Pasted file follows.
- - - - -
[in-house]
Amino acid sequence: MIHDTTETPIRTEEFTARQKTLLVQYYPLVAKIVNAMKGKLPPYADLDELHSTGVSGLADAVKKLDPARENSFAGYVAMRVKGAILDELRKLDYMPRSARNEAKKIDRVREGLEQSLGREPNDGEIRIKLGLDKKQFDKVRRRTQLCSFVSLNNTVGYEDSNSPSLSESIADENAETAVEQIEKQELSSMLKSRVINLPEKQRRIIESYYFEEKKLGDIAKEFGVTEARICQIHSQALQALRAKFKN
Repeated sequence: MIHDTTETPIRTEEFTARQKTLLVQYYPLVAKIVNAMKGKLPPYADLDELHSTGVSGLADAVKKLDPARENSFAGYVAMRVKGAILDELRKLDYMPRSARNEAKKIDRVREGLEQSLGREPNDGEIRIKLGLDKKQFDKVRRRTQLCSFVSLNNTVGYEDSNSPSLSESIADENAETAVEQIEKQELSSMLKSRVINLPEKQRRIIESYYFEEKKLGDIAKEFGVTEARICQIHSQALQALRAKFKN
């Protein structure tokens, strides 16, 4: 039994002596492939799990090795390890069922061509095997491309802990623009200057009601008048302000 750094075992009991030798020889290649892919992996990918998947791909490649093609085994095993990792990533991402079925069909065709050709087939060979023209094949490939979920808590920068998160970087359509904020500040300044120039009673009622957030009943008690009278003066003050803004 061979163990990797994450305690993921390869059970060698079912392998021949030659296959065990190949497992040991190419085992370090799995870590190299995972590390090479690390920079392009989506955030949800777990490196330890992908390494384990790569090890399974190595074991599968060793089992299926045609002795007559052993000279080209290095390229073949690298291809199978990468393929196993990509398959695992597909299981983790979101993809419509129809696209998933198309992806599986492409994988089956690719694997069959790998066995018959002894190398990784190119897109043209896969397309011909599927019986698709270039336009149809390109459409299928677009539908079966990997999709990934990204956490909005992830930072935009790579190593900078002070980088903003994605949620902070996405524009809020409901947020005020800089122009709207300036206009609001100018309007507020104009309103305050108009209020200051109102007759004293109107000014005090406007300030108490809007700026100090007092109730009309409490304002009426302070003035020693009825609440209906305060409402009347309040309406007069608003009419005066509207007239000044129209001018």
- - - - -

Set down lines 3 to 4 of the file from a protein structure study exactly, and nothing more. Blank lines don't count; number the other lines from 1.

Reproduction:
Repeated sequence: MIHDTTETPIRTEEFTARQKTLLVQYYPLVAKIVNAMKGKLPPYADLDELHSTGVSGLADAVKKLDPARENSFAGYVAMRVKGAILDELRKLDYMPRSARNEAKKIDRVREGLEQSLGREPNDGEIRIKLGLDKKQFDKVRRRTQLCSFVSLNNTVGYEDSNSPSLSESIADENAETAVEQIEKQELSSMLKSRVINLPEKQRRIIESYYFEEKKLGDIAKEFGVTEARICQIHSQALQALRAKFKN
């Protein structure tokens, strides 16, 4: 039994002596492939799990090795390890069922061509095997491309802990623009200057009601008048302000 750094075992009991030798020889290649892919992996990918998947791909490649093609085994095993990792990533991402079925069909065709050709087939060979023209094949490939979920808590920068998160970087359509904020500040300044120039009673009622957030009943008690009278003066003050803004 061979163990990797994450305690993921390869059970060698079912392998021949030659296959065990190949497992040991190419085992370090799995870590190299995972590390090479690390920079392009989506955030949800777990490196330890992908390494384990790569090890399974190595074991599968060793089992299926045609002795007559052993000279080209290095390229073949690298291809199978990468393929196993990509398959695992597909299981983790979101993809419509129809696209998933198309992806599986492409994988089956690719694997069959790998066995018959002894190398990784190119897109043209896969397309011909599927019986698709270039336009149809390109459409299928677009539908079966990997999709990934990204956490909005992830930072935009790579190593900078002070980088903003994605949620902070996405524009809020409901947020005020800089122009709207300036206009609001100018309007507020104009309103305050108009209020200051109102007759004293109107000014005090406007300030108490809007700026100090007092109730009309409490304002009426302070003035020693009825609440209906305060409402009347309040309406007069608003009419005066509207007239000044129209001018």